9 Paradoxes That’ll Let Your Brain Have a Good Time

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Logic and common sense are our best tools for solving problems in our heads, helping us find the best solution that will lead us to the best results. However, when it comes to paradoxes, these dilemmas test our minds, since their solutions seem more like a maze that leads us to the root of the problem.

Bright Side has a list of the best-known paradoxes in history to train your brain with some intellectual gymnastics.

1. The raven paradox

This is also known as “Hempel’s paradox” because it was proposed by the philosopher Carl Hempel. His objective was to prove that, when events coincide over time with the conditions of a theory, our confidence in this theory increases. To illustrate his argument, he gave an example: “All ravens are black.” If we examine millions of ravens, we’ll see that they’re all black. So, we will rely more and more on the fact that the theory that says, “Every raven is black” is a true statement. When observing a red apple that, because it isn’t black, is a “non-raven,” the conviction that all ravens are black becomes stronger.

2. The Epimenides paradox

On the Ancient Greece island of Crete, a man named Epimenides of Knossos said that all Cretans were liars. It seems like a simple statement, but if it were true that Cretan was a liar, then Epimenides, who was also Cretan, wouldn’t be telling the truth. And otherwise, if it were false that everyone on the island was a liar, Epimenides’ statement would end up being true. But because he was Cretan, it would have to be considered a lie.

3. The Abilene paradox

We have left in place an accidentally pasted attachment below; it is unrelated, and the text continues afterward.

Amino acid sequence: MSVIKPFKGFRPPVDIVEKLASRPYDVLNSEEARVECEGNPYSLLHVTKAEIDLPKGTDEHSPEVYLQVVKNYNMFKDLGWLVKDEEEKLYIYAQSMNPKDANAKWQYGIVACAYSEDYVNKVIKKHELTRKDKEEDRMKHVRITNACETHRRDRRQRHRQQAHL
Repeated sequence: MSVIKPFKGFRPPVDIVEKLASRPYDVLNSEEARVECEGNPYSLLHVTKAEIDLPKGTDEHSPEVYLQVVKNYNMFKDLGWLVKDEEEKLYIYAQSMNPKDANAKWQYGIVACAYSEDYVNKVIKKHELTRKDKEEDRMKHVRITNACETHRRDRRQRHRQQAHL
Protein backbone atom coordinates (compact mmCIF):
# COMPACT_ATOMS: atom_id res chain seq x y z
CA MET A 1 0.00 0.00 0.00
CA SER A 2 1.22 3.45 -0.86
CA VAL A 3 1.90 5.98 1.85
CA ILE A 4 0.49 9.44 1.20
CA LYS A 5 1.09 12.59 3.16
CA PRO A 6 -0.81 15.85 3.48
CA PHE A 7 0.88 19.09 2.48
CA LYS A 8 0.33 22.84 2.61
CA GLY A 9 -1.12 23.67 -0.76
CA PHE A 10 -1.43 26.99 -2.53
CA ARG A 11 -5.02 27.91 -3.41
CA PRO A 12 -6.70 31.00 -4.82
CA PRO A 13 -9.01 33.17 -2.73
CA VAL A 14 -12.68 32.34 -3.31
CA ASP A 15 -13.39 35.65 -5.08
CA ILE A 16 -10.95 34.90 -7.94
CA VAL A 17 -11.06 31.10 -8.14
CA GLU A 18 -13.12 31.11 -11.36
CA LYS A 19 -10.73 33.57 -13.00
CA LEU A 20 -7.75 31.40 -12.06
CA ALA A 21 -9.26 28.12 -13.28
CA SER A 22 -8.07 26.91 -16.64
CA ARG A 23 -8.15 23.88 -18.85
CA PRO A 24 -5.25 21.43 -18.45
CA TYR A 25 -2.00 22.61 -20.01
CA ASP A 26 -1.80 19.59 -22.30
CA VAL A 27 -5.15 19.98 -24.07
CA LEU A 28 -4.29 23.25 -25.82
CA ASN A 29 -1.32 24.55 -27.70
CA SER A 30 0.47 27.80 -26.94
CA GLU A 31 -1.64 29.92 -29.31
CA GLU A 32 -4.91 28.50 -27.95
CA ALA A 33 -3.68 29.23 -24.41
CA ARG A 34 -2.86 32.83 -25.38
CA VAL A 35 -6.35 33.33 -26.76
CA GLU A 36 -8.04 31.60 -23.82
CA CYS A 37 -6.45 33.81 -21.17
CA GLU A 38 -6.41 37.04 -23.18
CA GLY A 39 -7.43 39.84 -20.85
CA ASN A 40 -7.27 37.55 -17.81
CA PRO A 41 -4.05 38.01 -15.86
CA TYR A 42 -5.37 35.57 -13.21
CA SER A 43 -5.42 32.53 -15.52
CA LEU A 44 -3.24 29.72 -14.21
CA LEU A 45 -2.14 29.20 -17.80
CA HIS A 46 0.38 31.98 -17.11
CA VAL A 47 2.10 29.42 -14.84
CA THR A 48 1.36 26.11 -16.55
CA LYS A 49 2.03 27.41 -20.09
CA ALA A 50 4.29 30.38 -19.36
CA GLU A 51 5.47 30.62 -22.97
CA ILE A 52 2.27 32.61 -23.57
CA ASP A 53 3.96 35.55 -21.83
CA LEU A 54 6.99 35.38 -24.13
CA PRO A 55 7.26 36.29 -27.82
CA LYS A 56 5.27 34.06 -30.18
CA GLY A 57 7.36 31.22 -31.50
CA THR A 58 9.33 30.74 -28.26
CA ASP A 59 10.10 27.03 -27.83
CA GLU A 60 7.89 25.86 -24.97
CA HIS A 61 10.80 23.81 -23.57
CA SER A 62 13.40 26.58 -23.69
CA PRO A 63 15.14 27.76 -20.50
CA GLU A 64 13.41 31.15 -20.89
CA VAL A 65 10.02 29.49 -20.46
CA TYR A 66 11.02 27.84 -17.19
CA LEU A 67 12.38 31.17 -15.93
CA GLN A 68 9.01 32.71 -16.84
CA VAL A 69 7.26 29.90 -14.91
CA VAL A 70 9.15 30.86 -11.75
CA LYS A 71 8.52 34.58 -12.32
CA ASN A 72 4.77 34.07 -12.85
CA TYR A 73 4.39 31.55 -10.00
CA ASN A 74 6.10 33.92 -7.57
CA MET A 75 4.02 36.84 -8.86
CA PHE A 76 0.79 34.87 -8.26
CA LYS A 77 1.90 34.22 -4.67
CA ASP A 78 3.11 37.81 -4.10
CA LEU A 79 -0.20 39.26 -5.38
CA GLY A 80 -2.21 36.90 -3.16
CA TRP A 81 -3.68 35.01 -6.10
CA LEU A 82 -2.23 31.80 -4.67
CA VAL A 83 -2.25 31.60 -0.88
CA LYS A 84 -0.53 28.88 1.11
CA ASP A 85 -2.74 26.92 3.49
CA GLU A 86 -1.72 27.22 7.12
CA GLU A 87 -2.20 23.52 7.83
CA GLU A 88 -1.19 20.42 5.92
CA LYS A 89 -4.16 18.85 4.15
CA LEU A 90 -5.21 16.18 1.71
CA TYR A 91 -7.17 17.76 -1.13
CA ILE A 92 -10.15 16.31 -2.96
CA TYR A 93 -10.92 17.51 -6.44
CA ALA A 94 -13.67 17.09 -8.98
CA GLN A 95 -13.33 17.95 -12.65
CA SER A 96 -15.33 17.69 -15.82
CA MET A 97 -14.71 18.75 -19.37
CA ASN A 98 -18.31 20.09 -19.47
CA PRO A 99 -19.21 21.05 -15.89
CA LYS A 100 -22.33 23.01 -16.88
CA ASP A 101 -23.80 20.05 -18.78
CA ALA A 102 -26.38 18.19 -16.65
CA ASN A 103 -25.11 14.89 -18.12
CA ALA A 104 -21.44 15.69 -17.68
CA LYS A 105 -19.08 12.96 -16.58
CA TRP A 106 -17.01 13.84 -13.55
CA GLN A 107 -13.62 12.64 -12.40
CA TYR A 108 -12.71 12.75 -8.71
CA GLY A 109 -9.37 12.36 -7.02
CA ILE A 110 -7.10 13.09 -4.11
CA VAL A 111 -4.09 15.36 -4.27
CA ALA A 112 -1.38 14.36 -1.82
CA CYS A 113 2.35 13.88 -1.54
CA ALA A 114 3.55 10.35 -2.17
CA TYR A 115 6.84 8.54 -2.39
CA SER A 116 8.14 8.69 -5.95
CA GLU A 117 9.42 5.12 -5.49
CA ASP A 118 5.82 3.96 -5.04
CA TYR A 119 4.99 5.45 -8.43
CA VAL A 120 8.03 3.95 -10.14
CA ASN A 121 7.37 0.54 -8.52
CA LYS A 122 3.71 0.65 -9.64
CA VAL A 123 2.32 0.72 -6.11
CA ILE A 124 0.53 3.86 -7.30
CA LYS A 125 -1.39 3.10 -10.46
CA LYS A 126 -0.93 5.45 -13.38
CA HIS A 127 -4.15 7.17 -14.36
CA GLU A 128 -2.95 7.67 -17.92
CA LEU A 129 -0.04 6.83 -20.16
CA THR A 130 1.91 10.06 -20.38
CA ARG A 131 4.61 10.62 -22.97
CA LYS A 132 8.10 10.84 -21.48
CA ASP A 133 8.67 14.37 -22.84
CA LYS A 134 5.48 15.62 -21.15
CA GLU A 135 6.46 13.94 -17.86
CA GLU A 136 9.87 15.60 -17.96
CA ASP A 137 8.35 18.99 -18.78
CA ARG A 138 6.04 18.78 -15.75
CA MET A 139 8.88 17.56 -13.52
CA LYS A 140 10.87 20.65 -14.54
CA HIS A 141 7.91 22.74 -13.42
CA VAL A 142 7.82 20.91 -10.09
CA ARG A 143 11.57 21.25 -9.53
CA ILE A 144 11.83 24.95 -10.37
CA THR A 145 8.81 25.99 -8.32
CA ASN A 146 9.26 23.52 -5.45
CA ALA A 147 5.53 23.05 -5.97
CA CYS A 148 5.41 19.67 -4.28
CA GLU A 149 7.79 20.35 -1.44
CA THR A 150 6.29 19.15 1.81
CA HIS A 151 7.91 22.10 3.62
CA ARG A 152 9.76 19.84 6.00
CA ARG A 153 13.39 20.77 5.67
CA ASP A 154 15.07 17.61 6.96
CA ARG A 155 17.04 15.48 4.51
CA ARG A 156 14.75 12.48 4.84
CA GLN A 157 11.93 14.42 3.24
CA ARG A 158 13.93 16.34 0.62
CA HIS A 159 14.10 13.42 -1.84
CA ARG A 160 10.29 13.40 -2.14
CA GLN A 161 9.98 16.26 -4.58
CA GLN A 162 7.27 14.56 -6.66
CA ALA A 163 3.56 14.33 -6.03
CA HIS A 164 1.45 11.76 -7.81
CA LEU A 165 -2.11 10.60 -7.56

This social paradox was proposed by Jerry B. Harvey in his book The Abilene Paradox and Other Meditations on Management. In the example, a family is playing dominoes on the porch of their house: a couple and their in-laws are present. The father-in-law proposes to go to Abilene, a town that is 50 miles from where they are. The wife says that it’s a good idea to take the trip, although she’s not convinced, because it’s a hot day. However, she believes that no one will agree with her. The husband also accepts, assuming that his mother-in-law is eager to go, and so, they set off on their journey. As the wife anticipated, it was a long, hot, and tiring trip. The food they ate at the cafe they stopped by was bad, and they decide to go home after a few hours. On the way back, the wife mentions in a sarcastic tone that the journey wasn’t a very good idea. The husband replied that he only agreed to it to please his mother-in-law. She didn’t actually express an opinion about the trip, and the father-in-law says he suggested the trip because everyone looked bored. They were puzzled as to why they had jointly taken an action that no one wanted to take. With this dilemma, Harvey tries to explain how some situations may force us to do things that aren’t necessarily up to our will.